This time she didn’t cry right away upon seeing her bearded doctor. My own heart nearly skipped a beat when he seemed to be spending more time than usual listening to her with the stethoscope. But all seemed ok. He asked me if she recognized her own name, and I had to say I wasn’t sure as I seem to still call her “baby” quite a lot. No, not all the time! Does she point to things? Well, she gives us her toys. That seemed to be a satisfactory answer for him. Then I went through my list of questions, about the next car seat to buy, which milk she can use when we’re in America. If it’s normal that she still has no teeth at ten months. I held her in my lap and tried to jot down his answers while preventing her from playing with the pen. Now I’m at ease holding this squirming little body, whereas before I worried about the right way to carry her.

As he’d forgotten to note something on the prescription we stayed in the waiting room after the visit. I gave her her morning bottle, something she wouldn’t take from me until about the age of six months. A curly-headed girl who must have been about three looked longingly at the bottle and her mom reminded her she had one at home, but not as “modern” as mine. I see another mom with reddish hair and a ruddy complexion giving her pink-clad toddler kisses on her head. I don’t have to tell her that my baby is like a (soft) drug to me. Having her warmth next to me can calm me more than modern medication. I can’t help but stroke her silky little head and give her exaggerated noisy kisses in the folds of her neck. And I don’t have to tell that other mom that the mere idea of something happening to my little one brings tears to my eyes. She no doubt feels the same way.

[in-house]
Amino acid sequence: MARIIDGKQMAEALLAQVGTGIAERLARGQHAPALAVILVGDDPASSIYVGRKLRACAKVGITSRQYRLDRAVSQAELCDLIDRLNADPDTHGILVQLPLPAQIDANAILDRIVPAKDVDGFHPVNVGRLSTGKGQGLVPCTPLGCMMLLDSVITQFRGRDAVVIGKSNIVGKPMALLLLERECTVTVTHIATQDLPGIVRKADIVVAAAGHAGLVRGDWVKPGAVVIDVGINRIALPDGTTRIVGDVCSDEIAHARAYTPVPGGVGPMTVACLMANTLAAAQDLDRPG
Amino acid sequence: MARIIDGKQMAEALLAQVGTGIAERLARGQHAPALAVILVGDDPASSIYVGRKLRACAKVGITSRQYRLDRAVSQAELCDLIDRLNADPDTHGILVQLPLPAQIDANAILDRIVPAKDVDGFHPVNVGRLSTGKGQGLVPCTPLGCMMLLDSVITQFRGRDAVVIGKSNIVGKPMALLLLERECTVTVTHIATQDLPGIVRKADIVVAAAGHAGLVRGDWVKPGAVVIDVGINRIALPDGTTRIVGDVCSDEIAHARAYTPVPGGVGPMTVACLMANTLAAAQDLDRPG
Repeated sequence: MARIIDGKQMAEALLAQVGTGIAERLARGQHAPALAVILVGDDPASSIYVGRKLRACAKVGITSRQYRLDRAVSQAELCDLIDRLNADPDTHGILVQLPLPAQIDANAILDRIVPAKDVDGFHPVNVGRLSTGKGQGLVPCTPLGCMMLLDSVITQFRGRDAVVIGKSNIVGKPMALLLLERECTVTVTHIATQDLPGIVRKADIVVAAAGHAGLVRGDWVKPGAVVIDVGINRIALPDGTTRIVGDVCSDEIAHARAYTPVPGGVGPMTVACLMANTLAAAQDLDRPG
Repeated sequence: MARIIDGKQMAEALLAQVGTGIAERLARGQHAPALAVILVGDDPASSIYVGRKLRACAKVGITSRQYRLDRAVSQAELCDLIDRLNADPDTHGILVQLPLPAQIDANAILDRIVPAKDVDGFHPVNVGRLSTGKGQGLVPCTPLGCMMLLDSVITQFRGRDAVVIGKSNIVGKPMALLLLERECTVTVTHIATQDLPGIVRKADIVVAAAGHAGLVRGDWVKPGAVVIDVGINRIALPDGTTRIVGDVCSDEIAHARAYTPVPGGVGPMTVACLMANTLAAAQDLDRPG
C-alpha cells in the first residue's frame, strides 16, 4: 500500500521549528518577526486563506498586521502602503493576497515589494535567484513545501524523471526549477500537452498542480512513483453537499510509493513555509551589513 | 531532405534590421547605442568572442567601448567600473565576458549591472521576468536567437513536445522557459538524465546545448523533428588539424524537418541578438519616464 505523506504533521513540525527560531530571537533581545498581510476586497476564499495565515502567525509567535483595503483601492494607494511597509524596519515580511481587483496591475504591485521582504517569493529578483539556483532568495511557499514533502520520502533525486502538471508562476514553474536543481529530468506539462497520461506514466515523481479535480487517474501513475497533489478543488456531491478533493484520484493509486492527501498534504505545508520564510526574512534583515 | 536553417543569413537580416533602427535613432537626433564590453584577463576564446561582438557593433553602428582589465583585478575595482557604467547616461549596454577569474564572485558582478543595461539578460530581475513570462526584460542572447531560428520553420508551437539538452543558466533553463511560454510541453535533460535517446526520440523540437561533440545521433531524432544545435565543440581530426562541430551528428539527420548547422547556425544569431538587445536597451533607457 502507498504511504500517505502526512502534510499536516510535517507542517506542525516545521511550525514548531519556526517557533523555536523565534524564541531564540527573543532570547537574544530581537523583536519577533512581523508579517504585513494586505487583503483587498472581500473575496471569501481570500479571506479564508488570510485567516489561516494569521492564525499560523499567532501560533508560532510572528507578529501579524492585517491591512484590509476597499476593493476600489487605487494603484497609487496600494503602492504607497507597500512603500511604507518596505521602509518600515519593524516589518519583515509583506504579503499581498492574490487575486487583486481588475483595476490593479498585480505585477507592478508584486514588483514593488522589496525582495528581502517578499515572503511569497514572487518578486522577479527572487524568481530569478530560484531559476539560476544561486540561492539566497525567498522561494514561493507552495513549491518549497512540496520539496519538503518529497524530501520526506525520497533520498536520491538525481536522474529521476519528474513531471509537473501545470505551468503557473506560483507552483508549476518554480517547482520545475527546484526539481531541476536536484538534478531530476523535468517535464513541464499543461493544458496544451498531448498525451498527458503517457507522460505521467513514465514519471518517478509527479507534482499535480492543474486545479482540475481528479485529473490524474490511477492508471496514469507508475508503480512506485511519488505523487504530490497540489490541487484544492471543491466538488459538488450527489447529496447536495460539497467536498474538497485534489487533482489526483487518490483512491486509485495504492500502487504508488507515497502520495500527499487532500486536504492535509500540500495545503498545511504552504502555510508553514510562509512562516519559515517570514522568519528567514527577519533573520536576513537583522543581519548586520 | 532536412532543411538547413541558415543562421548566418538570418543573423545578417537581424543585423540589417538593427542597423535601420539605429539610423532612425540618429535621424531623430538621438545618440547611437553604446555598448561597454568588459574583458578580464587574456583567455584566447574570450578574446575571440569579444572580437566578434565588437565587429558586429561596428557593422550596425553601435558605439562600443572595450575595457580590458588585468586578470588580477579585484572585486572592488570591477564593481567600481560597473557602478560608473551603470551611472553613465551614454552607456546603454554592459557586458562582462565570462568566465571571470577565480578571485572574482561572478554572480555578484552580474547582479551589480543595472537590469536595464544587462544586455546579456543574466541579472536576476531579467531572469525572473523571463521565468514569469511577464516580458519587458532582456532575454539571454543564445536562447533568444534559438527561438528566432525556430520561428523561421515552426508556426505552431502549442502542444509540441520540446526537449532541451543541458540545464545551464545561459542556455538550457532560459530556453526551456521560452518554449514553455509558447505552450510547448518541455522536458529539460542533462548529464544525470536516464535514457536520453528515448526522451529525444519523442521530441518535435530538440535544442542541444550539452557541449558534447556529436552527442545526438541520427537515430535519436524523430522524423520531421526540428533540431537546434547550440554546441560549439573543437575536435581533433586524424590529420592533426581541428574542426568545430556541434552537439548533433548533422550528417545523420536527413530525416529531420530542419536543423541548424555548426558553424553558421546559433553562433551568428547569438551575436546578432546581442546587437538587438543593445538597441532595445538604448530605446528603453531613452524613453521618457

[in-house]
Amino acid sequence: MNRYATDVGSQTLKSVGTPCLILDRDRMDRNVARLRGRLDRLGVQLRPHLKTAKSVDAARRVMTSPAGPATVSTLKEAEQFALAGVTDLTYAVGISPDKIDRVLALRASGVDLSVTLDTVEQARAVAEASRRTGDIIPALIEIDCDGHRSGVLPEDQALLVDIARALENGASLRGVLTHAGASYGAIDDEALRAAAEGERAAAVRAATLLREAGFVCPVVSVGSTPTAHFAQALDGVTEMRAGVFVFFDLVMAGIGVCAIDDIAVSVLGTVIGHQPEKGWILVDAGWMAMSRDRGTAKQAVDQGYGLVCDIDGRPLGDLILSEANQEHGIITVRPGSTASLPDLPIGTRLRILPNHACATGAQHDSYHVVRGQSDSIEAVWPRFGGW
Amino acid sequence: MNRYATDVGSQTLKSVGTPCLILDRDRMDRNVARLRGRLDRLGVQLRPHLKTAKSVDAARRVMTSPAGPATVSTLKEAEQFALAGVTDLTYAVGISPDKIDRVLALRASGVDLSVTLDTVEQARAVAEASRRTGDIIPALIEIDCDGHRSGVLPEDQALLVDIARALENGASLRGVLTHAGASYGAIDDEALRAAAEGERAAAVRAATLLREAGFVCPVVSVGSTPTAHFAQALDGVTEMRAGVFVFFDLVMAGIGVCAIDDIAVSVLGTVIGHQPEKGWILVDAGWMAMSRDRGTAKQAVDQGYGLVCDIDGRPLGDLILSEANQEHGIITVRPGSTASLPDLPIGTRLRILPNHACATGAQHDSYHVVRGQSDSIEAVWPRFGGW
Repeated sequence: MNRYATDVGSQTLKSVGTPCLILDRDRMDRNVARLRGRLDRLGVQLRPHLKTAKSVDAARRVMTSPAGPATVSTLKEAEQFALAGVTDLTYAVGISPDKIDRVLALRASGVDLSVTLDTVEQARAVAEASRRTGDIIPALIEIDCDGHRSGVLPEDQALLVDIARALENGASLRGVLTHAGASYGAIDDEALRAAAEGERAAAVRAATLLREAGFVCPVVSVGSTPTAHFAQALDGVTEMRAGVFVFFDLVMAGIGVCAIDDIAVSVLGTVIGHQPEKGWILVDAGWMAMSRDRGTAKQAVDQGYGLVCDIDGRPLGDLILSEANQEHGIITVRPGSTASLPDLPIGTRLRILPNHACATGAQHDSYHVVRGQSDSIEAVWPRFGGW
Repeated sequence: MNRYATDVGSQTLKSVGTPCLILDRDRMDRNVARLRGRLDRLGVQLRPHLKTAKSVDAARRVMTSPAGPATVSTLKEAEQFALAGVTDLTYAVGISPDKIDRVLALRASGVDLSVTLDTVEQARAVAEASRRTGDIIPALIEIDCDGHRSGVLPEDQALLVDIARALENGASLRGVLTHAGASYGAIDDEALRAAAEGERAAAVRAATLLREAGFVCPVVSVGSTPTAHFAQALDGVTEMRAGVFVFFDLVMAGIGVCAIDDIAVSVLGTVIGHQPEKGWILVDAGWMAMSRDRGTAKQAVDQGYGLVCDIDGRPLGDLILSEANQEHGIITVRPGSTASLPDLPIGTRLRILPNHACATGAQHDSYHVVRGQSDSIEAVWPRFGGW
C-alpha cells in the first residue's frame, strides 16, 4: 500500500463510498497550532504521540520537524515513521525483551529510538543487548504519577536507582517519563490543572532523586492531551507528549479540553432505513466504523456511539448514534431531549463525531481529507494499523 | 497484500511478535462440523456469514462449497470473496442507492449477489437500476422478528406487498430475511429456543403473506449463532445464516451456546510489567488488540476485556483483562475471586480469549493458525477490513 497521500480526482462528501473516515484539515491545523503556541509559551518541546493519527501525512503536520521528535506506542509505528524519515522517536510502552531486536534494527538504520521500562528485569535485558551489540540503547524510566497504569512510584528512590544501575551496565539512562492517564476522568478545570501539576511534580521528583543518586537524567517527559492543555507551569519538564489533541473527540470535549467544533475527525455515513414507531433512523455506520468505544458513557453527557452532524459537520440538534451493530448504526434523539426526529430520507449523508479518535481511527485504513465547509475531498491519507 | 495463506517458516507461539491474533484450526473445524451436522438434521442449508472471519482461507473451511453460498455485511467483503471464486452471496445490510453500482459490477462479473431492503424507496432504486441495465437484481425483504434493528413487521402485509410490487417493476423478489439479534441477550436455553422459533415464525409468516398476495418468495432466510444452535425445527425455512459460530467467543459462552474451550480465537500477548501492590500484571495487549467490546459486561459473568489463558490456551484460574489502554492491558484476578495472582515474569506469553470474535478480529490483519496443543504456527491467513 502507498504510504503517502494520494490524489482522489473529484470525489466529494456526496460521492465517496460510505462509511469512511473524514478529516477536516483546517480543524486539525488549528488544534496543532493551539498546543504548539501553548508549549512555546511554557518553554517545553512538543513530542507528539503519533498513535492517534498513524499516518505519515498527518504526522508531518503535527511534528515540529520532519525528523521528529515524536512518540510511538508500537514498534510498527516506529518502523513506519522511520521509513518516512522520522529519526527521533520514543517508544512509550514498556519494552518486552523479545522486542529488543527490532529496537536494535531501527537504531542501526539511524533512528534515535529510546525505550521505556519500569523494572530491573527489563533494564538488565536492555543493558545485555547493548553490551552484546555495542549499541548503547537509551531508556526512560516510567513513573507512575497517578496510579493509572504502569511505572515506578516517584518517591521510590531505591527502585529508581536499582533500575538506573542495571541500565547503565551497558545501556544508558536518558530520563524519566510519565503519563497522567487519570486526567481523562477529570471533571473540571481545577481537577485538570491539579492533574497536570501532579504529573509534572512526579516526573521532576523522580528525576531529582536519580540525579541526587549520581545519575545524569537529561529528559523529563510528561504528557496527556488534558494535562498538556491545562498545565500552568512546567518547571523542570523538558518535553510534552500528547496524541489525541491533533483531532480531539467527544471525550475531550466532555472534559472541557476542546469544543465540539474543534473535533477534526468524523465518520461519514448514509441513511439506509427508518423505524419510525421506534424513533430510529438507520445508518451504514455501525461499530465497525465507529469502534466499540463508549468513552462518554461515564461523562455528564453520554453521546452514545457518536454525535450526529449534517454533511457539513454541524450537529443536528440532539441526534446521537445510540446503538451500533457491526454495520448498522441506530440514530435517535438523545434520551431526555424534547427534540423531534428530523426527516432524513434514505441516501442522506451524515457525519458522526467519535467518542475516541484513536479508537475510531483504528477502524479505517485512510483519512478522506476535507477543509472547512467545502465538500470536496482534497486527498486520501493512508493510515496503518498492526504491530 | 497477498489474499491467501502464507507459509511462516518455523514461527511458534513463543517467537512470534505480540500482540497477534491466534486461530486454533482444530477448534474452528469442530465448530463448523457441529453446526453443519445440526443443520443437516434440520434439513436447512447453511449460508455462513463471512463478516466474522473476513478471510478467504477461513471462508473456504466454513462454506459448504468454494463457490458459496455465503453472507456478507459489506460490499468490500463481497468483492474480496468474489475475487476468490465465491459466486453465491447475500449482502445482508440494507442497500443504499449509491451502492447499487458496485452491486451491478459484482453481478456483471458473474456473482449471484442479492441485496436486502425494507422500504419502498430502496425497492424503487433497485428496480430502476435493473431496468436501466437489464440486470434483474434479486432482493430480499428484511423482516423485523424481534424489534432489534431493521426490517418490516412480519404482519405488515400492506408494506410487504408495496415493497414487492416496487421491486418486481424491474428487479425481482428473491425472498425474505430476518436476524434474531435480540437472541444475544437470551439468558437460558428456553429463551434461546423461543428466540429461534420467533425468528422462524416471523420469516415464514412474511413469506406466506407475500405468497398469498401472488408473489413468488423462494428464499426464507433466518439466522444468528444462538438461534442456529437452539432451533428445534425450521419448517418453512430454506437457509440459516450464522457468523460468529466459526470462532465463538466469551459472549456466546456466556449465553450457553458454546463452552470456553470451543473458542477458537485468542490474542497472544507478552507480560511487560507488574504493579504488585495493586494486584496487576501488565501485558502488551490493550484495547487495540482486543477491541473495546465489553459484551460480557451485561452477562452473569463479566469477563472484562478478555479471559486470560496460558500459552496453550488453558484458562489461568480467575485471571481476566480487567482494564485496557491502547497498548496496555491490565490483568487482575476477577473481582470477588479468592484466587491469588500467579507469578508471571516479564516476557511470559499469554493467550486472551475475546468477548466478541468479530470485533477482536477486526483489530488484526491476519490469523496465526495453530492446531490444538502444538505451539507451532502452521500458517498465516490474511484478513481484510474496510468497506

The doctor completed the prescription and we headed back home. Our next appointment’s in July, and I can only imagine how we’ll have changed by then.

Saturday, May 16, 2009

She's gonna start asking us for a dog

I have a theory that she thinks the dog is real. This is about the same reaction she has with Chat-chat.